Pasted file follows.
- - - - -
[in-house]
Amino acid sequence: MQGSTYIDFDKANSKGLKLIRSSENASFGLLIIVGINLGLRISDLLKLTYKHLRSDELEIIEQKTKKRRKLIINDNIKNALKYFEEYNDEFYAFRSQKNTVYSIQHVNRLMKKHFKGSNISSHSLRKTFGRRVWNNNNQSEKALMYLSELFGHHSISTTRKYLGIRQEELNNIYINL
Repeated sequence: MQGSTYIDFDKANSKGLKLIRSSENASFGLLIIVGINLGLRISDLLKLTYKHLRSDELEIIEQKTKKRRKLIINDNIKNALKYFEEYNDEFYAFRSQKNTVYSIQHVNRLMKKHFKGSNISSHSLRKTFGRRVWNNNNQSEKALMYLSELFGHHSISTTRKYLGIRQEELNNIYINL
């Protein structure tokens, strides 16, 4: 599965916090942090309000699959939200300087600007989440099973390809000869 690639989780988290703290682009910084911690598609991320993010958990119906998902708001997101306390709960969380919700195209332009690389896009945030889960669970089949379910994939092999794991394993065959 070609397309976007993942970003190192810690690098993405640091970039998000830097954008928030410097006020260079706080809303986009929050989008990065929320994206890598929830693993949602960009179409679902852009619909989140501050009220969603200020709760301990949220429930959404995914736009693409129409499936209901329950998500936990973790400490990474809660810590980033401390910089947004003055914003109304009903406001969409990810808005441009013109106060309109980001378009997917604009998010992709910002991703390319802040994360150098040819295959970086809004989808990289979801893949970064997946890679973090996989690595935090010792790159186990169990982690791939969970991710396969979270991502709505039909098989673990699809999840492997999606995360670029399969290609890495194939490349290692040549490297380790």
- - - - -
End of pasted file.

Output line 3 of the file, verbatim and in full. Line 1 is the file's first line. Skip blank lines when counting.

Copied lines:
Repeated sequence: MQGSTYIDFDKANSKGLKLIRSSENASFGLLIIVGINLGLRISDLLKLTYKHLRSDELEIIEQKTKKRRKLIINDNIKNALKYFEEYNDEFYAFRSQKNTVYSIQHVNRLMKKHFKGSNISSHSLRKTFGRRVWNNNNQSEKALMYLSELFGHHSISTTRKYLGIRQEELNNIYINL